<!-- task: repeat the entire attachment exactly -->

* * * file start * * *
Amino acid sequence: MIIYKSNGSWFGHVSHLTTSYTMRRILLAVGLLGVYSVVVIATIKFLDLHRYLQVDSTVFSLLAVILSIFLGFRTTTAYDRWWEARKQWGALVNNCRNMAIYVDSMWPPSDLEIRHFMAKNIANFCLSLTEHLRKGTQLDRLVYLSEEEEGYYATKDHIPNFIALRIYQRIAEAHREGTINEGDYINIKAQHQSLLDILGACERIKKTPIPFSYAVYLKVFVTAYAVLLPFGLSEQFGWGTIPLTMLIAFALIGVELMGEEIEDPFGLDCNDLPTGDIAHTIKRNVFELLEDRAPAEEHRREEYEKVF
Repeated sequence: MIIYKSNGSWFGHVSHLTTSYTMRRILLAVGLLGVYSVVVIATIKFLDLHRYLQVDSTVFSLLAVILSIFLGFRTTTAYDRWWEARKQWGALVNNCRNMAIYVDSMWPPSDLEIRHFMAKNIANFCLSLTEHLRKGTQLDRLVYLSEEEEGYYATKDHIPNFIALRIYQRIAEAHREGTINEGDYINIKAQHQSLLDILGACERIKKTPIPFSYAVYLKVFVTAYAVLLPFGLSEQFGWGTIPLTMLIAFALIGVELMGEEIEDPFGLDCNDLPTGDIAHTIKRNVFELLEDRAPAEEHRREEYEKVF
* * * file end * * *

Amino acid sequence: MIIYKSNGSWFGHVSHLTTSYTMRRILLAVGLLGVYSVVVIATIKFLDLHRYLQVDSTVFSLLAVILSIFLGFRTTTAYDRWWEARKQWGALVNNCRNMAIYVDSMWPPSDLEIRHFMAKNIANFCLSLTEHLRKGTQLDRLVYLSEEEEGYYATKDHIPNFIALRIYQRIAEAHREGTINEGDYINIKAQHQSLLDILGACERIKKTPIPFSYAVYLKVFVTAYAVLLPFGLSEQFGWGTIPLTMLIAFALIGVELMGEEIEDPFGLDCNDLPTGDIAHTIKRNVFELLEDRAPAEEHRREEYEKVF
Repeated sequence: MIIYKSNGSWFGHVSHLTTSYTMRRILLAVGLLGVYSVVVIATIKFLDLHRYLQVDSTVFSLLAVILSIFLGFRTTTAYDRWWEARKQWGALVNNCRNMAIYVDSMWPPSDLEIRHFMAKNIANFCLSLTEHLRKGTQLDRLVYLSEEEEGYYATKDHIPNFIALRIYQRIAEAHREGTINEGDYINIKAQHQSLLDILGACERIKKTPIPFSYAVYLKVFVTAYAVLLPFGLSEQFGWGTIPLTMLIAFALIGVELMGEEIEDPFGLDCNDLPTGDIAHTIKRNVFELLEDRAPAEEHRREEYEKVF